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Showing results for:  “digital markets act”

Attention Markets: They Know Them When they See Them

A raft of progressive scholars in recent years have argued that antitrust law remains blind to the emergence of so-called “attention markets,” in which firms compete by converting user attention into advertising revenue. This blindness, the scholars argue, has caused antitrust enforcers to clear harmful mergers in these industries. It certainly appears the argument is ... Attention Markets: They Know Them When they See Them

No More Kings? Due Process and Regulation Without Representation Under the UK Competition Bill

What should a competition law for 21st century look like? This point is debated across many jurisdictions. The Digital Markets, Competition, and Consumers Bill (DMCC) would change UK competition law’s approach to large platforms. The bill’s core point is to place the UK Competition and Markets Authority’s (CMA) Digital Markets Unit (DMU) on a statutory footing with ... No More Kings? Due Process and Regulation Without Representation Under the UK Competition Bill

How to Regulate: Externalities

Following is the second in a series of posts on my forthcoming book, How to Regulate: A Guide for Policy Makers (Cambridge Univ. Press 2017).  The initial post is here. As I mentioned in my first post, How to Regulate examines the market failures (and other private ordering defects) that have traditionally been invoked as ... How to Regulate: Externalities

Against the Jones Act

Economist Josh Hendrickson asserts that the Jones Act is properly understood as a Coasean bargain. In this view, the law serves as a subsidy to the U.S. maritime industry through its restriction of waterborne domestic commerce to vessels that are constructed in U.S. shipyards, U.S.-flagged, and U.S.-crewed. Such protectionism, it is argued, provides the government ... Against the Jones Act

Regulating Competition at the FTC

Introduction In November 2021, the Federal Trade Commission (FTC) published a draft strategic plan for fiscal years 2022-2026 that previewed its vision for enforcement without the rule of reason guiding the analysis and without consumer welfare defining the objective. The draft plan dropped a longstanding commitment from the FTC’s previous strategic plans to foster “vigorous ... Regulating Competition at the FTC

App Stores as Public Utilities?

In a new paper, Giuseppe Colangelo and Oscar Borgogno investigate whether antitrust policy is sufficiently flexible to keep up with the dynamics of digital app stores, and whether regulatory interventions are required in order to address their unique features. The authors summarize their findings in this blog post. App stores are at the forefront of ... App Stores as Public Utilities?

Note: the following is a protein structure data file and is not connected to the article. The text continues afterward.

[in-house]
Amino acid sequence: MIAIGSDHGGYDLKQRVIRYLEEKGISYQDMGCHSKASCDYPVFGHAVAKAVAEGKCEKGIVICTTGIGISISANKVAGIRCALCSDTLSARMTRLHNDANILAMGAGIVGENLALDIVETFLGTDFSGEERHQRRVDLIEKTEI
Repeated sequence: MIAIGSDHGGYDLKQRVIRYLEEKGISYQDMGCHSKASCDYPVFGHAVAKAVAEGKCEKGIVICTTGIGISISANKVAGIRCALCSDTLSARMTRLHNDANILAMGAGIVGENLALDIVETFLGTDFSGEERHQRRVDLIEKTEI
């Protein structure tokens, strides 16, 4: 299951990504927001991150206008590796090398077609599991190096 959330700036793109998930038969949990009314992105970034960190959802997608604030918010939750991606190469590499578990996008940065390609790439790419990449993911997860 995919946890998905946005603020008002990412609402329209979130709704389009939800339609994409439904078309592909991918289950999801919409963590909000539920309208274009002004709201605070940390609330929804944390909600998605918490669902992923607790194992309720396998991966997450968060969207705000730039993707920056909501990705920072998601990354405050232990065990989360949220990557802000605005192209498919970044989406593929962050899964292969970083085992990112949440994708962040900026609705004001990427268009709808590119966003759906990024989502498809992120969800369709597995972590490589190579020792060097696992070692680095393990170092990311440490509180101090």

Posner’s Definition of a "Private Sector" Response

Many observers have been shocked by the level of government involvement in the U.S. economy in recent days. Among other things, the government has (1) bailed out an insurance company that got “too big to fail,” (2) decided to spend up to $700 billion buying the distressed assets of financial firms (and apparently directly investing ... Posner’s Definition of a "Private Sector" Response

Should the Supreme Court Grant Cert in Rambus (Revisited, and Cross-Posted at Patently-O)

[Rutgers Professor Michael Carrier recently posted as a guest at Patently-O arguing in favor of the FTC’s position in Rambus and the Supreme Court granting certiorari.  I thought Professor Crouch might be interested in sharing with his readers a different perspective on the merits of the FTC’s petition for cert in Rambus sketched out in ... Should the Supreme Court Grant Cert in Rambus (Revisited, and Cross-Posted at Patently-O)

Why Congress Should Reject the FTC’s Request for a Trinko Exemption

One of the most significant issues in current US antitrust policy has been the Federal Trade Commission’s attempt to avoid some of the rigorous requirements imposed by Section 2 of the Sherman Act in monopolization cases by expanding FTC authority under Section 5 of the Federal Trade Commission Act (FTCA). This issue is nothing new. ... Why Congress Should Reject the FTC’s Request for a Trinko Exemption

Should the Supreme Court Grant Cert in Rambus?

As noted, the FTC has exercised its right under 15 USC 56(a)(3) to petition for a writ of certiorari to review the judgment of the D.C. Circuit in its FTC v. Rambus. The FTC press release is here. The petition is here. The questions presented, as framed by the Commission are: 1. Whether deceptive conduct ... Should the Supreme Court Grant Cert in Rambus?

Bringing the Error Cost Framework to the Agency: Commissioner Wright’s Proposed Policy Statement on Section 5 Unfair Methods of Competition Enforcement

FTC Commissioner Wright issued today his Policy Statement on enforcement of Section 5 of the FTC Act against Unfair Methods of Competition (UMC)—the one he promised in April. Wright introduced the Statement in an important policy speech this morning before the Executive Committee Meeting of the New York State Bar Association’s Antitrust Section. Both the Statement ... Bringing the Error Cost Framework to the Agency: Commissioner Wright’s Proposed Policy Statement on Section 5 Unfair Methods of Competition Enforcement

7 Big Questions About the Open App Markets Act

With just a week to go until the U.S. midterm elections, which potentially herald a change in control of one or both houses of Congress, speculation is mounting that congressional Democrats may seek to use the lame-duck session following the election to move one or more pieces of legislation targeting the so-called “Big Tech” companies. ... 7 Big Questions About the Open App Markets Act